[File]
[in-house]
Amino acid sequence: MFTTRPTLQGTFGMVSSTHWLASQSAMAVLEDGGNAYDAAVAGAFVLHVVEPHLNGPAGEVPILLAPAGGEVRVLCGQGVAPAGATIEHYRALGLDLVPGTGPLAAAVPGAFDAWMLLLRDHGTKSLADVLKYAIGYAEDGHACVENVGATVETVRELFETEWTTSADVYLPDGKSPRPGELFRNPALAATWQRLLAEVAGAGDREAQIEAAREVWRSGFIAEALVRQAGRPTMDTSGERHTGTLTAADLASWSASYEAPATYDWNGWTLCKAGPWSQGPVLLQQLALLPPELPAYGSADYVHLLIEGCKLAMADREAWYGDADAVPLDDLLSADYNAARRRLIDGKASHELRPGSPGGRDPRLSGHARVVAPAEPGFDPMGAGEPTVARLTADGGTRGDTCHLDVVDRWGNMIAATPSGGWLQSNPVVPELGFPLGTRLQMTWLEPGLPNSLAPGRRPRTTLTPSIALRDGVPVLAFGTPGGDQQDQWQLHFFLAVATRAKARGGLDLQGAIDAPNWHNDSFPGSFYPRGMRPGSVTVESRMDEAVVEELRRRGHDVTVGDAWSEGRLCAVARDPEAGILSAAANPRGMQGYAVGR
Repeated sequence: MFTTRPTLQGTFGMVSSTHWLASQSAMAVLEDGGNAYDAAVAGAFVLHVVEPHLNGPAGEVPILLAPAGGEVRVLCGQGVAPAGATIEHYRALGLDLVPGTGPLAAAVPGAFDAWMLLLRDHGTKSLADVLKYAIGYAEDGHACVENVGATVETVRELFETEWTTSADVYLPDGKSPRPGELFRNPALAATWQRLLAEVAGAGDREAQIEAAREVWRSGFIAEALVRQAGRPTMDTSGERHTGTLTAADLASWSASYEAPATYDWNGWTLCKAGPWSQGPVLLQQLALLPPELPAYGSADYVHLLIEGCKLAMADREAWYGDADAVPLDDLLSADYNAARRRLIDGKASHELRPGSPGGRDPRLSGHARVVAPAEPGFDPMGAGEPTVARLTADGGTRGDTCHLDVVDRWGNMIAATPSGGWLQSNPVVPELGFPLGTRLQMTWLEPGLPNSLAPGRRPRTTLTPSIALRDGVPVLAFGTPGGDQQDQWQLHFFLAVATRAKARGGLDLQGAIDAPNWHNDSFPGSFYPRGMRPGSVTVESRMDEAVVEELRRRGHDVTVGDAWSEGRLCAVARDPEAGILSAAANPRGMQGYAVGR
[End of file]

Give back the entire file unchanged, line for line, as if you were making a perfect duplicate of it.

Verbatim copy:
[in-house]
Amino acid sequence: MFTTRPTLQGTFGMVSSTHWLASQSAMAVLEDGGNAYDAAVAGAFVLHVVEPHLNGPAGEVPILLAPAGGEVRVLCGQGVAPAGATIEHYRALGLDLVPGTGPLAAAVPGAFDAWMLLLRDHGTKSLADVLKYAIGYAEDGHACVENVGATVETVRELFETEWTTSADVYLPDGKSPRPGELFRNPALAATWQRLLAEVAGAGDREAQIEAAREVWRSGFIAEALVRQAGRPTMDTSGERHTGTLTAADLASWSASYEAPATYDWNGWTLCKAGPWSQGPVLLQQLALLPPELPAYGSADYVHLLIEGCKLAMADREAWYGDADAVPLDDLLSADYNAARRRLIDGKASHELRPGSPGGRDPRLSGHARVVAPAEPGFDPMGAGEPTVARLTADGGTRGDTCHLDVVDRWGNMIAATPSGGWLQSNPVVPELGFPLGTRLQMTWLEPGLPNSLAPGRRPRTTLTPSIALRDGVPVLAFGTPGGDQQDQWQLHFFLAVATRAKARGGLDLQGAIDAPNWHNDSFPGSFYPRGMRPGSVTVESRMDEAVVEELRRRGHDVTVGDAWSEGRLCAVARDPEAGILSAAANPRGMQGYAVGR
Repeated sequence: MFTTRPTLQGTFGMVSSTHWLASQSAMAVLEDGGNAYDAAVAGAFVLHVVEPHLNGPAGEVPILLAPAGGEVRVLCGQGVAPAGATIEHYRALGLDLVPGTGPLAAAVPGAFDAWMLLLRDHGTKSLADVLKYAIGYAEDGHACVENVGATVETVRELFETEWTTSADVYLPDGKSPRPGELFRNPALAATWQRLLAEVAGAGDREAQIEAAREVWRSGFIAEALVRQAGRPTMDTSGERHTGTLTAADLASWSASYEAPATYDWNGWTLCKAGPWSQGPVLLQQLALLPPELPAYGSADYVHLLIEGCKLAMADREAWYGDADAVPLDDLLSADYNAARRRLIDGKASHELRPGSPGGRDPRLSGHARVVAPAEPGFDPMGAGEPTVARLTADGGTRGDTCHLDVVDRWGNMIAATPSGGWLQSNPVVPELGFPLGTRLQMTWLEPGLPNSLAPGRRPRTTLTPSIALRDGVPVLAFGTPGGDQQDQWQLHFFLAVATRAKARGGLDLQGAIDAPNWHNDSFPGSFYPRGMRPGSVTVESRMDEAVVEELRRRGHDVTVGDAWSEGRLCAVARDPEAGILSAAANPRGMQGYAVGR